Changing course: Why it’s okay, and why it’s worth it

ColinOpinion

Everyone has their subtle addictions: Cookie Monster has cookies, Dexter has his lab and murdering people — depending on which Dexter you prefer — Tiger Woods has women who are not his wife and Scarf Boy had choral music. And scarves, obviously, but choral music was his passion, his career, his destiny. He loved it like Romeo loved Juliet, like Helga Pittaki loved Hey Arnold, like a fat kid loves cake. He loved it like.… You get the picture. Scarf Boy loved choral music. So when it came to declaring a major, the answer was clear. What major would allow him to actively participate with and immerse himself in the chordal majesty of a vocal ensemble? Also, what major would allow him to speak with that level of pretension? The answer was clear: music education. Scarf Boy was so set on his career path that he scoffed at anyone who was unsure of their future plans. “I love music,” he thought. “What more is there to think about?”

A lot, stupid.

When his friend passed away, he was told by many that his talents stretched in a different direction than vocal music education. He was destined to help people with their struggles and be a therapist, providing them the help and comfort they needed. He would use his experience with loss to comfort those in similar situations. So when it came to declaring a new major, the answer was clear. What major would allow him to engage holistically in the behaviors and mental processes of others, taking into account their past and present struggles and provide unique, ground-breaking insight capable of altering their lives forever? Also, what major would allow him to speak with that level of pretension? The answer was clear: psychology. Scarf Boy was so set on his career path that he scoffed at anyone who was unsure of their future plans. “I love psychology,” he thought. “What more is there to think about?”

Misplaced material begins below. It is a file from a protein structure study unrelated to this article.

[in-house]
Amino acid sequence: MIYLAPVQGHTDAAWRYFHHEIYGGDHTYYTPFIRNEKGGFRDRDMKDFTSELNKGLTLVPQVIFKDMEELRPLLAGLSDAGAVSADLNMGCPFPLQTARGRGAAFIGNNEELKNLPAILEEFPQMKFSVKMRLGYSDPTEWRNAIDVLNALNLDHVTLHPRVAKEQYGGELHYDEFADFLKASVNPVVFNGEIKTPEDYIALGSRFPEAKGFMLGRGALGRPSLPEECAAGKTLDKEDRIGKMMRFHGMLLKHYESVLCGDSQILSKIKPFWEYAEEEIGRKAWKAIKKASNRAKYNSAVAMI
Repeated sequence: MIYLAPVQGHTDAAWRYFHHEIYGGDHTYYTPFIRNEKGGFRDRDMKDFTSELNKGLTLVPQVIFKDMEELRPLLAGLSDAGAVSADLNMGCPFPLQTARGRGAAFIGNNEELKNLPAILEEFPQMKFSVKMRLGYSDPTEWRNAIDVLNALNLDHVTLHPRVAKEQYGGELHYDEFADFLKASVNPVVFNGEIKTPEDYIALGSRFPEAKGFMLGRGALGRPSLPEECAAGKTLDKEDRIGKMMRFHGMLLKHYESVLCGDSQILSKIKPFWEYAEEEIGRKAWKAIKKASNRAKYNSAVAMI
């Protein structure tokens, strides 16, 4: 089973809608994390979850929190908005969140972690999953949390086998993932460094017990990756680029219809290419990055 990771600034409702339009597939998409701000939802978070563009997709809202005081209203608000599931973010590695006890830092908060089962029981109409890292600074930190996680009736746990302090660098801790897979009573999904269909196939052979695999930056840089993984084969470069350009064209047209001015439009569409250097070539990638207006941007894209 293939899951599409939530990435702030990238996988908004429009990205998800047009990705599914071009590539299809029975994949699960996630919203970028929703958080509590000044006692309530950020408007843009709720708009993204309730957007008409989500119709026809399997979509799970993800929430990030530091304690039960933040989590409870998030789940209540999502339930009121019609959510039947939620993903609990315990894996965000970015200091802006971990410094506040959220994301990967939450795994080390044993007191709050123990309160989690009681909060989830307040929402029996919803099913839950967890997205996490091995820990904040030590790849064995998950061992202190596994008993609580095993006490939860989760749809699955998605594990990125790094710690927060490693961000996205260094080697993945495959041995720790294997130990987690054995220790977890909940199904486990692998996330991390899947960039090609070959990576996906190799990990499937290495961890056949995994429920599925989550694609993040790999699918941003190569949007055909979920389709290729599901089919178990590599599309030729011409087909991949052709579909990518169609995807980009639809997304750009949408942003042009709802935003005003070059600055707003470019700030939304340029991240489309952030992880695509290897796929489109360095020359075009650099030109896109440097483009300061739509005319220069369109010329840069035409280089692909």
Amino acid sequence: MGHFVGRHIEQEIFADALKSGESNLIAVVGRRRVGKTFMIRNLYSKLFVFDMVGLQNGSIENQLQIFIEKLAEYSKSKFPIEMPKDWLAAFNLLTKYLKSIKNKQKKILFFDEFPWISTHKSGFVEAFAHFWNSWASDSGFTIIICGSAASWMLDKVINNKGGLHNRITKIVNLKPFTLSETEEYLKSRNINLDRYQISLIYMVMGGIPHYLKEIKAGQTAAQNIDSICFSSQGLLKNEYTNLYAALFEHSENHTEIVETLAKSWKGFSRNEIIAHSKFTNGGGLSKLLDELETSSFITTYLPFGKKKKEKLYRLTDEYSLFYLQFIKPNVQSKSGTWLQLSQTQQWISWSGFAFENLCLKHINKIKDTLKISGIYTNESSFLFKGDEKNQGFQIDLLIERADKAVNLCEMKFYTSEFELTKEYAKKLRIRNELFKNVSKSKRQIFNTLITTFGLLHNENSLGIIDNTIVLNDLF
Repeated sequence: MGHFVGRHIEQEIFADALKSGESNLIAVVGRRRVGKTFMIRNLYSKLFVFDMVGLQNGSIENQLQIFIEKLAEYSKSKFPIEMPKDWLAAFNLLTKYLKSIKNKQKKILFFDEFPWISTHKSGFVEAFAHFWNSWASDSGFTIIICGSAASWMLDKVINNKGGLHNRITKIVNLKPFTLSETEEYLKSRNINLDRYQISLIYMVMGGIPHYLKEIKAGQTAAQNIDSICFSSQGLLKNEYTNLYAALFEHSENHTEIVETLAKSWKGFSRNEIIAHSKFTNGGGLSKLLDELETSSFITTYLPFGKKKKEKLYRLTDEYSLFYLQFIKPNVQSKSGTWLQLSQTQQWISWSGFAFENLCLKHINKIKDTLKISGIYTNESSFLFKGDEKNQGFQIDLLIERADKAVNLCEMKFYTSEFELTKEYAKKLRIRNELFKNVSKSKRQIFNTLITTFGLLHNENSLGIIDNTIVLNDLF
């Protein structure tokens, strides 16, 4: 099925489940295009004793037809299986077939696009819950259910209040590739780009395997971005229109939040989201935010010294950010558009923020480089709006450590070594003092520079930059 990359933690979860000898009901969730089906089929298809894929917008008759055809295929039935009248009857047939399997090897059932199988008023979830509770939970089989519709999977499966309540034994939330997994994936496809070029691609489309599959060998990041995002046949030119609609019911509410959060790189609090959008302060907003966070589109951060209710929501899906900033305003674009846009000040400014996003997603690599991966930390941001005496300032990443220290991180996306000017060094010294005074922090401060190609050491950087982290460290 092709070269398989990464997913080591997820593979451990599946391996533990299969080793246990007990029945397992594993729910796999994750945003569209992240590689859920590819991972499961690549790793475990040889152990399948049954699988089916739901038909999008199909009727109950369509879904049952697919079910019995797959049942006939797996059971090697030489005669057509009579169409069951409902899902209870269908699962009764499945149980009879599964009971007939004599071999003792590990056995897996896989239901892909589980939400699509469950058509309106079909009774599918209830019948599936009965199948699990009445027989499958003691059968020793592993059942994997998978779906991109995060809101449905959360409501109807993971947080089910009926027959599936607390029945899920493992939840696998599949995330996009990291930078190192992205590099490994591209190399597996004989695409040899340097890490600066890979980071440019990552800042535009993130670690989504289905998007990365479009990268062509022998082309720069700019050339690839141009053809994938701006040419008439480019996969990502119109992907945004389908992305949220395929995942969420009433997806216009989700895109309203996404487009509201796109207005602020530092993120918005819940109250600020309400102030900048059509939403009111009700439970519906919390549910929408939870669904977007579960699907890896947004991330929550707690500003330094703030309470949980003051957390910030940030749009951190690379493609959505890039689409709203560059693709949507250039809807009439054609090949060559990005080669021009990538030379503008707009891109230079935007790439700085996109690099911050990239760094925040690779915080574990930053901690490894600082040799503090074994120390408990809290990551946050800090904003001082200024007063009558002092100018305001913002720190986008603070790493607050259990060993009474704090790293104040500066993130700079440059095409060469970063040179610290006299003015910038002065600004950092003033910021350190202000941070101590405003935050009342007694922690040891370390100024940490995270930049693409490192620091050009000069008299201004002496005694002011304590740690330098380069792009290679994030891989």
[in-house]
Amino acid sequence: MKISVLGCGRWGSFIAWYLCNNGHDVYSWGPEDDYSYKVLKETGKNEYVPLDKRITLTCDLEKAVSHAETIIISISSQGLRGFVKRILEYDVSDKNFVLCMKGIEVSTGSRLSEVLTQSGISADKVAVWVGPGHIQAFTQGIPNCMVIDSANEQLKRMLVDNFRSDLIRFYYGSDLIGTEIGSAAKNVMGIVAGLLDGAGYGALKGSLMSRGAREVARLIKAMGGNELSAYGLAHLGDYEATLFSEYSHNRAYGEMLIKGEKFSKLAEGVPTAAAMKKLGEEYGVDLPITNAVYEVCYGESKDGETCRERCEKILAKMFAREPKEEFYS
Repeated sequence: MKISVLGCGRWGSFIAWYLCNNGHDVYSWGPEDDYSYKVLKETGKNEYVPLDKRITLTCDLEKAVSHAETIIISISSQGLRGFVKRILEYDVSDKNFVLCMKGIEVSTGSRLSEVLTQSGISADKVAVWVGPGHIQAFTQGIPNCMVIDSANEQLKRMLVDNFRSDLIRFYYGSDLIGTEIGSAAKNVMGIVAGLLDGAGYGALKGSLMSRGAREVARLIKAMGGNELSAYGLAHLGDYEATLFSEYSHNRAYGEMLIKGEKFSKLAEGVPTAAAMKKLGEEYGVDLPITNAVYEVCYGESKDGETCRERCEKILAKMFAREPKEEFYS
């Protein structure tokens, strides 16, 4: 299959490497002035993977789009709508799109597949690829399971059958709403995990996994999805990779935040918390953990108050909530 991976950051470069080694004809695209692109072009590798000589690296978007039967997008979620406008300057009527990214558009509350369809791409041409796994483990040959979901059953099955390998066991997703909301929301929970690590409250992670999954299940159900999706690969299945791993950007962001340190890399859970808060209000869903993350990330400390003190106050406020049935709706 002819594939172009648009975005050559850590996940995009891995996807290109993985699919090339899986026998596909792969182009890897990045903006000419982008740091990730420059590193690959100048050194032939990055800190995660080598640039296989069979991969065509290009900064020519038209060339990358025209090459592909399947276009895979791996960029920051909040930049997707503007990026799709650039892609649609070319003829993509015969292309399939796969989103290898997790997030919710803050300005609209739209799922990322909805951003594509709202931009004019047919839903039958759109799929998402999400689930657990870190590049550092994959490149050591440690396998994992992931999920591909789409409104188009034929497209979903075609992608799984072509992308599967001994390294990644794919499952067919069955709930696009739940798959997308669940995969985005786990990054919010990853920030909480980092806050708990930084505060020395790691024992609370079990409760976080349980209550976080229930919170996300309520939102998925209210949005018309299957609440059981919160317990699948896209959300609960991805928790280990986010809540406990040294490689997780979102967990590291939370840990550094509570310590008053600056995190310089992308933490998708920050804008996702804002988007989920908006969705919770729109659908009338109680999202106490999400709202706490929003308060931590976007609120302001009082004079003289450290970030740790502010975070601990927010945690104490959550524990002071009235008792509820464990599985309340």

Are you sensing a trend? Scarf Boy went through this process with two additional majors, a temporary “maybe I’ll just get famous!” scare and equal levels of pretension.

Plot twist: I am still scarf boy, and the pretentiousness of these career paths stemmed directly from me, not the departments. Music and psychology have amazing people with amazing life plans, but they just are not suited for me.

What took Scarf Boy a little over three years to figure out was that a “dream job” does not exist for him. At least, not yet. See, the beautiful and wise Kelly Meyer informed me that we shift necessarily from place to place, job to job, bringing our whole selves to whatever work environment we settle upon. So whether I am a waiter at Olive Garden (possible), or the quarterback of the Minnesota Vikings (at this point, also possible. Ha-ha, sports joke!), I will find fulfillment because I will demand it.

I have begun a new journey to find my passions wherever they lie, and I encourage everyone else to do the same. Do not be afraid to step off the path you have been walking; you will either find a more fitting path or appreciate the first so much more. I am beyond grateful for this realization and plan to live the rest of my life doing my dream job: anything that brings me joy.

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